Inclusion of Resident Knowledge in Development and Hazard Management
AuthorColes, Ashley Rae
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PublisherThe University of Arizona.
RightsCopyright © is held by the author. Digital access to this material is made possible by the University Libraries, University of Arizona. Further transmission, reproduction or presentation (such as public display or performance) of protected items is prohibited except with permission of the author.
AbstractDespite recent trends toward more participatory processes within development and hazard management, technical expertise remains privileged compared to other forms of knowledge. This dissertation explores the epistemological and material consequences of an urban renovation and landslide management project that has excluded residents from participation in planning and execution. The municipal government of Manizales, Colombia intends to resettle thousands of impoverished families from the landslide-prone hillsides of the city into subsidized apartments. While commendable for an enormous investment in the safety of residents, the focus on physical vulnerability will likely enhance socio-economic dimensions of vulnerability and leave many residents in more difficult living conditions, even to the point of settlement on other slopes. The municipal government relies on rational ordering to develop economic and land use policies associated with the renovation project, but simplification leaves important components of livelihood strategies and well-being illegible. As a result, the efforts will likely exacerbate both socioeconomic and physical vulnerability of an already marginalized population. As residents negotiate for greater influence over the process and outcomes, they must challenge the hegemonic epistemological structures or work within them. This dissertation discusses some of the strategies used by residents and the challenges they face, as well as the implications of this work for other topics dominated by technical expertise. Understanding why people live in hazardous areas in the first place is critical for developing a more complex and more effective urban hazard management strategy, which should include consideration of livelihoods, social interactions, and non-technical knowledge.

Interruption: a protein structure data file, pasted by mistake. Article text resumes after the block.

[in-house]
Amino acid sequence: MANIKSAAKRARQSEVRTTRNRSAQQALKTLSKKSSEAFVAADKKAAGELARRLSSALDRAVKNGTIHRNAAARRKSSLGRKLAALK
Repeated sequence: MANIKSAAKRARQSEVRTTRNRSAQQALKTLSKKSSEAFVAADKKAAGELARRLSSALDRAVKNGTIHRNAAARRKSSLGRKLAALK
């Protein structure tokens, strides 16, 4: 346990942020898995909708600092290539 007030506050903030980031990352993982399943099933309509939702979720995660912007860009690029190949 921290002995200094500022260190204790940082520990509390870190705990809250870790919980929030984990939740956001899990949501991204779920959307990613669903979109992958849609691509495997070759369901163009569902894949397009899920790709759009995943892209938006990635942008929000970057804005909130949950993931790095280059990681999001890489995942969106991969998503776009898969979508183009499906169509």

Degree ProgramGraduate College